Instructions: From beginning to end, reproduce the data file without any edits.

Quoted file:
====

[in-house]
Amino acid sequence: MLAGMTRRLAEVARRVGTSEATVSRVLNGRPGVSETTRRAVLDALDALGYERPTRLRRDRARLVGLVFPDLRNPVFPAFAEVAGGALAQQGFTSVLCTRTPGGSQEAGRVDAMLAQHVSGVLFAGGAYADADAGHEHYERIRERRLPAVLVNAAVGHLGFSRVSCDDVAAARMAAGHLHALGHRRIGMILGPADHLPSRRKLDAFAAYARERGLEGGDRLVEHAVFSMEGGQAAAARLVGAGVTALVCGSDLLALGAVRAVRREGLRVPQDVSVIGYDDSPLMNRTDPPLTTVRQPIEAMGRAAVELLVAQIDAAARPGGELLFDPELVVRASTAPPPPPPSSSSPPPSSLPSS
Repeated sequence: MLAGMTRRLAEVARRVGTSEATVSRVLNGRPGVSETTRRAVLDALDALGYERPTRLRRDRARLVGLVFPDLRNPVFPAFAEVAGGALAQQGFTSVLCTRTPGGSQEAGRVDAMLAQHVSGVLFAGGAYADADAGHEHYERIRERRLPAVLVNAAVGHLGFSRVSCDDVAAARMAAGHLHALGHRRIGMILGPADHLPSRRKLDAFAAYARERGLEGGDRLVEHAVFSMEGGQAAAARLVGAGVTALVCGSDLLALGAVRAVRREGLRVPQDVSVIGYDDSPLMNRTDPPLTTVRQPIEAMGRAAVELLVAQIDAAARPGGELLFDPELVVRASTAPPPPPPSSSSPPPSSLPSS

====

[in-house]
Amino acid sequence: MLAGMTRRLAEVARRVGTSEATVSRVLNGRPGVSETTRRAVLDALDALGYERPTRLRRDRARLVGLVFPDLRNPVFPAFAEVAGGALAQQGFTSVLCTRTPGGSQEAGRVDAMLAQHVSGVLFAGGAYADADAGHEHYERIRERRLPAVLVNAAVGHLGFSRVSCDDVAAARMAAGHLHALGHRRIGMILGPADHLPSRRKLDAFAAYARERGLEGGDRLVEHAVFSMEGGQAAAARLVGAGVTALVCGSDLLALGAVRAVRREGLRVPQDVSVIGYDDSPLMNRTDPPLTTVRQPIEAMGRAAVELLVAQIDAAARPGGELLFDPELVVRASTAPPPPPPSSSSPPPSSLPSS
Repeated sequence: MLAGMTRRLAEVARRVGTSEATVSRVLNGRPGVSETTRRAVLDALDALGYERPTRLRRDRARLVGLVFPDLRNPVFPAFAEVAGGALAQQGFTSVLCTRTPGGSQEAGRVDAMLAQHVSGVLFAGGAYADADAGHEHYERIRERRLPAVLVNAAVGHLGFSRVSCDDVAAARMAAGHLHALGHRRIGMILGPADHLPSRRKLDAFAAYARERGLEGGDRLVEHAVFSMEGGQAAAARLVGAGVTALVCGSDLLALGAVRAVRREGLRVPQDVSVIGYDDSPLMNRTDPPLTTVRQPIEAMGRAAVELLVAQIDAAARPGGELLFDPELVVRASTAPPPPPPSSSSPPPSSLPSS